Topic: Preparing for the next pandemic: Early lessons from COVID-19
COVID-19 has caused more than 109 million confirmed cases, claimed more than 2.4 million lives, and even brought prosperous nations and well-run healthcare systems to their knees. Few countries have been spared. Even in the economically powerful U.S., the tension between maintaining social freedoms and engaging in efforts of collective defense against the virus has led to politicization (e.g., mask wearing, social distancing and vaccine refusal). Sadly, the U.S. is bearing the heaviest human toll from the virus with 25.4 percent of total confirmed cases and more than 486,000 deaths. Fortunately, even in our darkest hour in the fight against COVID-19 – amid a predictable winter surge – there is a light at the end of the tunnel. Pfizer and Moderna have each produced vaccine breakthroughs with 90 percent or greater efficacy, while Johnson & Johnson seeks approval of a single dose vaccine that may be available over the summer. With over 70 million doses delivered across the country, close to 53 million doses have been administered of which 14 million people have received their second shot, breaking the logistical and supply chain log jam that plagued early vaccine efforts.
Even though pandemic preparedness and biodefense have had ardent and clarion supporters, namely Bill Gates and the first Secretary for Homeland Security Tom Ridge, COVID-19 proved how ill-prepared we were to combat a 100-year pandemic. It is not too early to draw lessons from this lack of preparation and global coordination. Not only will doing so aid current recovery efforts, but it would also increase readiness for the next communicable or vector-borne disease to threaten the world. Below are seven areas of opportunity to learn from our COVID-19 response and improve readiness for future pandemic shocks.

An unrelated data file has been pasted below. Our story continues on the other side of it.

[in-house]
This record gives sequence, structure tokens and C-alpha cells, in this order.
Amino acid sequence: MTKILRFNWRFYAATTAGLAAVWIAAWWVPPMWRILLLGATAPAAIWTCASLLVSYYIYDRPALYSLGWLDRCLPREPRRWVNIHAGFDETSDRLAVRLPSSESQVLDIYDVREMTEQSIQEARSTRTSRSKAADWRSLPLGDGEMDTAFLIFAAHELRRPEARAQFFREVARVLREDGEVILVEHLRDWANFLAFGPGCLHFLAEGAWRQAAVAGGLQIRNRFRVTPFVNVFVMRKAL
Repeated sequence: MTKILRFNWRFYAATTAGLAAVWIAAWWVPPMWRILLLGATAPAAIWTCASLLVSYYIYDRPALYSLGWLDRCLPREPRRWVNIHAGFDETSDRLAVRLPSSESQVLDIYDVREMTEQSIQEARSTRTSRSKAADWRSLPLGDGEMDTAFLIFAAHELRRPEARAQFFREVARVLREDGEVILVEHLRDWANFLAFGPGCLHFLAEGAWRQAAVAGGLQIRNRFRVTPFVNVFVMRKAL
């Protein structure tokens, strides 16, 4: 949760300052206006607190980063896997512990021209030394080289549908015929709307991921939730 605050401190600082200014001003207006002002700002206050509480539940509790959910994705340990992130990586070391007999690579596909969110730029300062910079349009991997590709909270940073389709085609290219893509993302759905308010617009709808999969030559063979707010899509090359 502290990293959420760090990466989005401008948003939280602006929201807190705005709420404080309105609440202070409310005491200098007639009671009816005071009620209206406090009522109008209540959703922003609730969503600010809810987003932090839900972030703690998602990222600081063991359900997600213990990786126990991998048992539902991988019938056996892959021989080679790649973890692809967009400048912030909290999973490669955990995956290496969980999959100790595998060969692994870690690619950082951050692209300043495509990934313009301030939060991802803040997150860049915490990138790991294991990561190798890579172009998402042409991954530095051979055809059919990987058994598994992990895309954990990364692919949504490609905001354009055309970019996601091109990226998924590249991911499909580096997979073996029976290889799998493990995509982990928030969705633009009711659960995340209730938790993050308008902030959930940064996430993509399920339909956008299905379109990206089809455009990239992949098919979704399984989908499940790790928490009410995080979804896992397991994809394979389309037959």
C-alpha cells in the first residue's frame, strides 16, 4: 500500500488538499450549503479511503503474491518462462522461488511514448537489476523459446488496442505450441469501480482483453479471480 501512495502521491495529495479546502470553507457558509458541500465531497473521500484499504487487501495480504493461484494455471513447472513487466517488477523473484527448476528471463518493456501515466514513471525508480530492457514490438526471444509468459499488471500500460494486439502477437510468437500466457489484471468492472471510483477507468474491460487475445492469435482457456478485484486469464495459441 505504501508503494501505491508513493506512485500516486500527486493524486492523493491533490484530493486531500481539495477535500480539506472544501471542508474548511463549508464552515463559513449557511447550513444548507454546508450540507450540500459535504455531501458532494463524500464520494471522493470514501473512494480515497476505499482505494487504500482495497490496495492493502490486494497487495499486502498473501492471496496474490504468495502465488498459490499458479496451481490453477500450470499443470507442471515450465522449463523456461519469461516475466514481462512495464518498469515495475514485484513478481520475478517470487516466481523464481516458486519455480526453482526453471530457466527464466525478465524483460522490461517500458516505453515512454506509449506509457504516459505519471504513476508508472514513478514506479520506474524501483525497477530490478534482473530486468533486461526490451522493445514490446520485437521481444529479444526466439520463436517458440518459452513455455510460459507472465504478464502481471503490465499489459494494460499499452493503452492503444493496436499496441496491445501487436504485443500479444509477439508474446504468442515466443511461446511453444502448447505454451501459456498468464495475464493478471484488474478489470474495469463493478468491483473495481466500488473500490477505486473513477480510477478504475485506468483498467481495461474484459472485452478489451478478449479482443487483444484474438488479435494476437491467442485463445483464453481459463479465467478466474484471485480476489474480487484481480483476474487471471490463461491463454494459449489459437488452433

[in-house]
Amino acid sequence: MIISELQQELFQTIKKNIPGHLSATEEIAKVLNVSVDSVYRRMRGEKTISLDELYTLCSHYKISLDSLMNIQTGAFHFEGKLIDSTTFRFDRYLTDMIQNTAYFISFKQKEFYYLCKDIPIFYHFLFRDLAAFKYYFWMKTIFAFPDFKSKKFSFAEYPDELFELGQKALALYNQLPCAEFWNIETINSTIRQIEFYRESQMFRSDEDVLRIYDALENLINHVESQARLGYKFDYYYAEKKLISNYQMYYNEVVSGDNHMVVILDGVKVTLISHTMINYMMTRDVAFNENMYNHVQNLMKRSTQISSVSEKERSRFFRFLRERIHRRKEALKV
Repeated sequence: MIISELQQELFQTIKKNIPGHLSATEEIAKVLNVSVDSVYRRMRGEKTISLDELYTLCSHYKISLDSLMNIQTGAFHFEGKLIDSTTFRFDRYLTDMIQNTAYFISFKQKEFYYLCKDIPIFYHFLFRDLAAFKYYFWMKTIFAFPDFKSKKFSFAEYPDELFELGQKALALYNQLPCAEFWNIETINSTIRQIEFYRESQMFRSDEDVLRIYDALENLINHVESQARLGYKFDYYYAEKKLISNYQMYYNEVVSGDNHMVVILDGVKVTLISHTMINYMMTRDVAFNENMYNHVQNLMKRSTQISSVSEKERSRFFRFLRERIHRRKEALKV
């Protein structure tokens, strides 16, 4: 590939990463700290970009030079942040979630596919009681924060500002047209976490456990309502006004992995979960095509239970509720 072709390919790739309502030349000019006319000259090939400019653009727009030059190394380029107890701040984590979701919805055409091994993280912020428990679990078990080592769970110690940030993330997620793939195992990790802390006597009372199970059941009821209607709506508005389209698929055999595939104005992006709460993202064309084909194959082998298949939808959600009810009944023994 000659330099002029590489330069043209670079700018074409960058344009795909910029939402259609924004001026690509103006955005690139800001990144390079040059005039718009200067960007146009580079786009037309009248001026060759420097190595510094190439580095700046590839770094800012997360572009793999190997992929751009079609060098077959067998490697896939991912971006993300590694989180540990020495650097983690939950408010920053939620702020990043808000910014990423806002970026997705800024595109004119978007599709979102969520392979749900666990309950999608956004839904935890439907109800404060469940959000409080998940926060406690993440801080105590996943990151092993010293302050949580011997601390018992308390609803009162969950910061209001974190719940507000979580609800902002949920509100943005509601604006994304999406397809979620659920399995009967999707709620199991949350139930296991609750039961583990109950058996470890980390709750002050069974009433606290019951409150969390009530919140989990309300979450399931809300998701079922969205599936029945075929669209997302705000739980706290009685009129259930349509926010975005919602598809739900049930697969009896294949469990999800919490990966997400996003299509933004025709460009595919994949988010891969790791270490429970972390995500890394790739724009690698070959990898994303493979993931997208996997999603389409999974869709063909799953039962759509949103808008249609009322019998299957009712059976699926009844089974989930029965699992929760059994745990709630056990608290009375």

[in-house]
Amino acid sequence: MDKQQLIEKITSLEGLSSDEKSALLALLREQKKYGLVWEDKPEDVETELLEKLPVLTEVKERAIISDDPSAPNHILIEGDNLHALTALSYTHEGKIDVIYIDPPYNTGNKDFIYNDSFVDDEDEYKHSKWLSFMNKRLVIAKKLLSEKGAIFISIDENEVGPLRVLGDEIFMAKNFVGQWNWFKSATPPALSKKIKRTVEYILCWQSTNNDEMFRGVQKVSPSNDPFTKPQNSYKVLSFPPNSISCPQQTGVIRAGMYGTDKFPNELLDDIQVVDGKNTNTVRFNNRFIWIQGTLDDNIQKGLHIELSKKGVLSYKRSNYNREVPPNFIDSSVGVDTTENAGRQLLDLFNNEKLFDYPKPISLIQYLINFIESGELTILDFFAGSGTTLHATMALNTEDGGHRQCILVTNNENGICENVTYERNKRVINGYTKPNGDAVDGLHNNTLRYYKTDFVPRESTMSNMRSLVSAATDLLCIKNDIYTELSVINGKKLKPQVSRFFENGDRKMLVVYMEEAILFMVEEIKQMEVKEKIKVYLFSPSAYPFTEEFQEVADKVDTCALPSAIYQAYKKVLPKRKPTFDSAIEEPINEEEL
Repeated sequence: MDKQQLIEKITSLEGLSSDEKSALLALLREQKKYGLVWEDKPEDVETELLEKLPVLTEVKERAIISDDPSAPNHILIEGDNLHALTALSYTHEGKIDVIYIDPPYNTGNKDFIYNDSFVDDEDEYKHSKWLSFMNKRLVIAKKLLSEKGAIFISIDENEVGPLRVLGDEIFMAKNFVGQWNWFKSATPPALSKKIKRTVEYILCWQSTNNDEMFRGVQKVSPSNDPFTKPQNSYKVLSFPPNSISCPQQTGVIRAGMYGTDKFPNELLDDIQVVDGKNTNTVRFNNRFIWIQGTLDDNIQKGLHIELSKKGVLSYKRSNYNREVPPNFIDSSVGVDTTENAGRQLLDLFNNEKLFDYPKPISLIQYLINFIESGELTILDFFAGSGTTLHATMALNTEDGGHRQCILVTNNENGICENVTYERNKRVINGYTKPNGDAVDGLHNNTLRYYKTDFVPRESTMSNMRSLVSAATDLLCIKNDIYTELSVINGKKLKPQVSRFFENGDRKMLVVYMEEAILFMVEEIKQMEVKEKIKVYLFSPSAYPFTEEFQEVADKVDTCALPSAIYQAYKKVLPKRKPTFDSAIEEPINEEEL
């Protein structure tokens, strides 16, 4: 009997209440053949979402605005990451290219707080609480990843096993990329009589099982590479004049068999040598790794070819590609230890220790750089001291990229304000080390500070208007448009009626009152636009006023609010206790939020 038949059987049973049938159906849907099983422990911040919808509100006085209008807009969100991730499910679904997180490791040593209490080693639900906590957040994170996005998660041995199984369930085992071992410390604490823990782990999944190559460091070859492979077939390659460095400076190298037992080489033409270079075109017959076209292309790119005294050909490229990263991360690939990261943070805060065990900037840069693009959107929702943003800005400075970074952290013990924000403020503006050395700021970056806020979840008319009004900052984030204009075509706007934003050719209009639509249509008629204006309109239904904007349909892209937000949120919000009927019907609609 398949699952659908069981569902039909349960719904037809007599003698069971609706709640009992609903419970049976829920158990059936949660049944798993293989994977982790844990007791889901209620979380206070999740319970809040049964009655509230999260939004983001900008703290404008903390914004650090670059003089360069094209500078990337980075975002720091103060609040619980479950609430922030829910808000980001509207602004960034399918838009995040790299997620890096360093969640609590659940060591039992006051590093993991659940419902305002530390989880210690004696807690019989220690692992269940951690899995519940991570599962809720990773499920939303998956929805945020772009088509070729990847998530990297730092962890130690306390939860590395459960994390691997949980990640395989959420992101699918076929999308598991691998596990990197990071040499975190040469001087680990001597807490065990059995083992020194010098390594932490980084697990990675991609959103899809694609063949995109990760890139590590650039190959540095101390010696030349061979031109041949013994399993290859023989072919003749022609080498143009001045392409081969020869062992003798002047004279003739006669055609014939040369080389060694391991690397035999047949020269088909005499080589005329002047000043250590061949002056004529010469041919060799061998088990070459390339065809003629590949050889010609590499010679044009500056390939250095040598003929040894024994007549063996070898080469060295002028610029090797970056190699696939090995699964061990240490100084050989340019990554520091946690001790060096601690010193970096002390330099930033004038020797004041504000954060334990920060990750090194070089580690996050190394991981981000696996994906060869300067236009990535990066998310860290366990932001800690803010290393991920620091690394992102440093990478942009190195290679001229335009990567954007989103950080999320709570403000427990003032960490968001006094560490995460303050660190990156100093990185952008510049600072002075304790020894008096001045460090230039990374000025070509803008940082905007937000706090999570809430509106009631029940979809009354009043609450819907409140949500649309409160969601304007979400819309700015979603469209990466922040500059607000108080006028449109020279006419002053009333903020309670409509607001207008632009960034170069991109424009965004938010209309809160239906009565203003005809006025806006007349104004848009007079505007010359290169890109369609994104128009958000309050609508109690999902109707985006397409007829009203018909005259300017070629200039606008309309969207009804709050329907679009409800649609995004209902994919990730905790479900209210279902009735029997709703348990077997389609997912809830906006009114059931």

RESTORE INSTITUTIONAL TRUST
Public health always depends on public trust. This is especially true during a global health emergency in which the first line of defense is public adherence to health directives, including to quarantine, observe social distancing, wear masks, and, eventually, receive a vaccine. It is notable that during the 21st century’s pandemics, the most effective remedies borrow from a playbook that is hundreds of years old. Unfortunately, the fight against COVID-19, like past outbreaks and pandemics, has suffered from various perverse, insidious, and conspiratorial setbacks, including the specter of cyber-attacks attempting to thwart the lucrative and geopolitically prized race for a cure or vaccine. Indeed, cyber ne’er-do-wells are also targeting cold supply chains as the mobilization of vaccines gets underway.
Topic Discussed: Preparing for the next pandemic: Early lessons from COVID-19